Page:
Players should not play through the pain associated with a herniated disc. Rest, ice, muscle relaxers, anti-inflammatory medications, and steroid injections can often alleviate the symptoms and promote healing. In more severe cases, surgery is required to treat the problem by removing the herniated disc. These surgeries have high success rates and athletes can generally return to play without lingering complications. Peyton Manning had surgery to repair a cervical herniated disc and has returned to the game with great success!
Spinal Cord Contusion: Spinal cord contusions are kind of like concussions of the spine. Trauma to the spine can cause the spinal cord to become bruised and swollen, resulting in neurological symptoms that range from pain and weakness to paralysis. Players must stop playing while the injury heals to avoid causing addition damage. In some cases, spinal cord contusions are career-ending, either because players have sustained permanent damage or because the injury puts them at an increased risk of future damage. As an example, DeVonte Holloman of the Dallas Cowboys had to retire in 2014 at the age of 23 because of a bruised spinal cord which put him at an increased risk for future paralysis.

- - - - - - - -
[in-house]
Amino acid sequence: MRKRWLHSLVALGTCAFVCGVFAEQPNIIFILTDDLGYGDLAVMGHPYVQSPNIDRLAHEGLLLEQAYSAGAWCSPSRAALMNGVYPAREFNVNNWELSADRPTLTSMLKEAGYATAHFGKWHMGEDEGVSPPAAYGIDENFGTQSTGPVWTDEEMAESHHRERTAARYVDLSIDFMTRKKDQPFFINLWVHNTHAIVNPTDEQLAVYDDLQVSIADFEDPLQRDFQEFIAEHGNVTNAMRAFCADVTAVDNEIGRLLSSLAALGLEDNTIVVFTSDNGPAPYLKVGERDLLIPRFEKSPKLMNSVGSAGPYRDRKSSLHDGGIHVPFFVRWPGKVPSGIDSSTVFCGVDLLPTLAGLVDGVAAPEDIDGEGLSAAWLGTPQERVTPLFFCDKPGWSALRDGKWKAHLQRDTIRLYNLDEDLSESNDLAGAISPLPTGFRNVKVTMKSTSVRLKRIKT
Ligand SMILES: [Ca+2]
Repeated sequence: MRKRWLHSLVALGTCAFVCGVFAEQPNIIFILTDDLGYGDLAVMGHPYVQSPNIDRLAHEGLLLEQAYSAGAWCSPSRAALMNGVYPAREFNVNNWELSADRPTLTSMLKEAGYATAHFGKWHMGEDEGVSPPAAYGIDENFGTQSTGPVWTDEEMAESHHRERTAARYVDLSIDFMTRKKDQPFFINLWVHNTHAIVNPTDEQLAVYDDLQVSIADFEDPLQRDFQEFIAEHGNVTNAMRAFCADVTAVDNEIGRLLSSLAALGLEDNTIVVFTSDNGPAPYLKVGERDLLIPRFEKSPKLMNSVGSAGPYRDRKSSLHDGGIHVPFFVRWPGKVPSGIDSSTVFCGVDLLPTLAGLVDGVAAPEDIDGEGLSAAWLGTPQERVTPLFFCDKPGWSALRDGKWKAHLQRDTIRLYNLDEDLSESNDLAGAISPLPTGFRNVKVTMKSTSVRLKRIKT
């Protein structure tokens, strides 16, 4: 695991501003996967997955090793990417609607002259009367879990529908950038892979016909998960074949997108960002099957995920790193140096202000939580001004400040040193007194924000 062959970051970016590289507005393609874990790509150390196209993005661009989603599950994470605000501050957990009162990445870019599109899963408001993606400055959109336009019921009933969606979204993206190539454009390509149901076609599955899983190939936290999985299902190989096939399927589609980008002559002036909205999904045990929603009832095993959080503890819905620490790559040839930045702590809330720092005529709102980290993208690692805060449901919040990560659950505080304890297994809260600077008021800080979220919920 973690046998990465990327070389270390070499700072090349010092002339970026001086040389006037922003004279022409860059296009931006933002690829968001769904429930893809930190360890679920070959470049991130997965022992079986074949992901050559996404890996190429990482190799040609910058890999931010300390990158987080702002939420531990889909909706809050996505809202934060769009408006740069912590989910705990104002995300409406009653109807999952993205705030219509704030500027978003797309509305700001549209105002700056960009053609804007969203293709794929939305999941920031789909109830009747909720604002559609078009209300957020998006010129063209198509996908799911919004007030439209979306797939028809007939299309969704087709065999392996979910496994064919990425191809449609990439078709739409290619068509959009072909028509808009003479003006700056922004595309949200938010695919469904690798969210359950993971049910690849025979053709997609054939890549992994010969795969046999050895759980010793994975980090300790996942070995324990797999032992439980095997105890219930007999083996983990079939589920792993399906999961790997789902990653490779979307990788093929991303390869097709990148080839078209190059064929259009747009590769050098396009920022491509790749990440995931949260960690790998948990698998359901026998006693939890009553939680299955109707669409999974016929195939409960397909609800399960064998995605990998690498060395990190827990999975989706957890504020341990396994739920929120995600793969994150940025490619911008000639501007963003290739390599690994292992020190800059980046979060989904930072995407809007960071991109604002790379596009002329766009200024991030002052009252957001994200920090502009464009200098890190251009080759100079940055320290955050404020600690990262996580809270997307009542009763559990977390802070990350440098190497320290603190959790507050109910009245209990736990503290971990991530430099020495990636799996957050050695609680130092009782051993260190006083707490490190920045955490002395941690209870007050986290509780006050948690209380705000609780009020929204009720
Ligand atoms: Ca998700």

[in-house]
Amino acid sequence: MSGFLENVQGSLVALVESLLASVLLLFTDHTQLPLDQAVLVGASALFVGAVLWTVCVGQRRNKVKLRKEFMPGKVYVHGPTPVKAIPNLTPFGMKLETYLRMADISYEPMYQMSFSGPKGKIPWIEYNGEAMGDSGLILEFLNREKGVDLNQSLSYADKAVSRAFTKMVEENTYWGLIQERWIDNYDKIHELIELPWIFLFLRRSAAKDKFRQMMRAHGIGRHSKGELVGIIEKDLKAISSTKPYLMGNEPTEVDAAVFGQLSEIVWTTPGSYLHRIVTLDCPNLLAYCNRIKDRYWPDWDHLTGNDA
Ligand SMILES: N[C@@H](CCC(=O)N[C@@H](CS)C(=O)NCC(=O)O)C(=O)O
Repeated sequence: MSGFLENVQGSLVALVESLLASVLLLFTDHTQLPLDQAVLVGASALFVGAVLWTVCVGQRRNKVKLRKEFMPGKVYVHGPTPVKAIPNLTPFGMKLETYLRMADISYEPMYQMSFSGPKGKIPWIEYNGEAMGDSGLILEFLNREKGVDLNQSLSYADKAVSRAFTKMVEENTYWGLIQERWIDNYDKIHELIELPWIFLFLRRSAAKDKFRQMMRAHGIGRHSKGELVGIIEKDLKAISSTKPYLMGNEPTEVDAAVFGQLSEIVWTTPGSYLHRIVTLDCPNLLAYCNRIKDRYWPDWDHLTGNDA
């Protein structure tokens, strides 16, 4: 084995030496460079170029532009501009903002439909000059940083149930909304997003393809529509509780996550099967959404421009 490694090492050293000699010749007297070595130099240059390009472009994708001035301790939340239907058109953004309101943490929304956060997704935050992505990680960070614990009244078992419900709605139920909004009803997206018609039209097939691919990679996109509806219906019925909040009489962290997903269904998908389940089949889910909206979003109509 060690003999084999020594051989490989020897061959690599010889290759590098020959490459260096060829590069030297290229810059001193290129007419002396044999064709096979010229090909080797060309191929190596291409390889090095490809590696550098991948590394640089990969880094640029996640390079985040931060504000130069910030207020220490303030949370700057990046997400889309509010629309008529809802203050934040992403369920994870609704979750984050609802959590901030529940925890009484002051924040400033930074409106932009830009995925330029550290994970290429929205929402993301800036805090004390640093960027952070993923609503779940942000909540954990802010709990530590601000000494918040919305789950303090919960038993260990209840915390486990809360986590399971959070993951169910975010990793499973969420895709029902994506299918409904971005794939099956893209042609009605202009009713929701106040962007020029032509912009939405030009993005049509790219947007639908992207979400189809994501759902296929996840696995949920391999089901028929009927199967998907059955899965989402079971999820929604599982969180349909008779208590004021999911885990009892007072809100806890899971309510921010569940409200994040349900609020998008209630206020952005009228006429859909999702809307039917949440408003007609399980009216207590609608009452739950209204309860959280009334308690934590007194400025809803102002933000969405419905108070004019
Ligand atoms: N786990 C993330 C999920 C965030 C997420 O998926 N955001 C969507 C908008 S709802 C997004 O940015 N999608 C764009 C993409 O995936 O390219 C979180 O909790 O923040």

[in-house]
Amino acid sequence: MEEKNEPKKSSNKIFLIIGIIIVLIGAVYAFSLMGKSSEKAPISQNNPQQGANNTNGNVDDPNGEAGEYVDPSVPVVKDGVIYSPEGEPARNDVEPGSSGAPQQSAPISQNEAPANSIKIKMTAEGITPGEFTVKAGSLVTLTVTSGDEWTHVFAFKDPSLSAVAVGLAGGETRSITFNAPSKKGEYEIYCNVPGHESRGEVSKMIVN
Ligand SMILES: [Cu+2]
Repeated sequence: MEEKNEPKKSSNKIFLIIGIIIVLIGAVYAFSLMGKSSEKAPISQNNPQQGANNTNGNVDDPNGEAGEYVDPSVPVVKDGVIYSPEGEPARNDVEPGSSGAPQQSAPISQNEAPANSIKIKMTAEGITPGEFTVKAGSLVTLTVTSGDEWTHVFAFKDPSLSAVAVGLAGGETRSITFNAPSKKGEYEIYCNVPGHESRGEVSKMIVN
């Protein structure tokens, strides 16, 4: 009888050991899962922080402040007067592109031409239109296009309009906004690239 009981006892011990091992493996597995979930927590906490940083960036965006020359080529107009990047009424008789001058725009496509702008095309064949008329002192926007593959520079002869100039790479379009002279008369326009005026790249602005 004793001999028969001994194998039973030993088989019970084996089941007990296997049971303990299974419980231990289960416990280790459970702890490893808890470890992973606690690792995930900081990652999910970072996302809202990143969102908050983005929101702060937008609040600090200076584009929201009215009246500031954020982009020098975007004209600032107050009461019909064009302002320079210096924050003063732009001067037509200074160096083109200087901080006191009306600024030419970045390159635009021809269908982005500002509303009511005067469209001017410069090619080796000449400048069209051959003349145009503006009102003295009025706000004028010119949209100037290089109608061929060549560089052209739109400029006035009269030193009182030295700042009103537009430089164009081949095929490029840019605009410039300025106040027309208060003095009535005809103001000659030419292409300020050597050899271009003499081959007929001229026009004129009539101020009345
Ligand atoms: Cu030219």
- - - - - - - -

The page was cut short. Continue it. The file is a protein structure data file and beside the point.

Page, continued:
In football, the arms and hands are not covered by any sort of protective padding and are consequently vulnerable to injuries including sprains, fractures, and dislocations. According to a study out of Washington University School of Medicine in St. Louis, offensive and defensive linemen are the most likely players to sustain hand injuries. About 80% of hand injuries involve broken fingers, but finger sprains, jams, and dislocations are also common injuries. Linemen also sustain wrist, forearm, and elbow injuries more often than other players. While injuries to the hand and fingers can often be played through and don't typically cost the player much game time, injuries to the wrist, forearm, and elbow can be more troublesome and sideline a player for longer periods of time.
Hip Pointer: A hip pointer is a contusion to the iliac crest, the surrounding soft-tissue structures, or the greater trochanter of the femur bone. This injury is typically caused by a direct hit or a fall. Players will complain of pain localized to the hip and may have bruising, swelling, and a limited range of motion. Hip pointers can take anywhere from a few weeks to a few months to heal, depending upon the severity of the case. Rest, ice, anti-inflammatory medications, and compression can help with initial pain relief. When motion and weight-bearing are tolerated, players can begin physical therapy and work toward resuming play.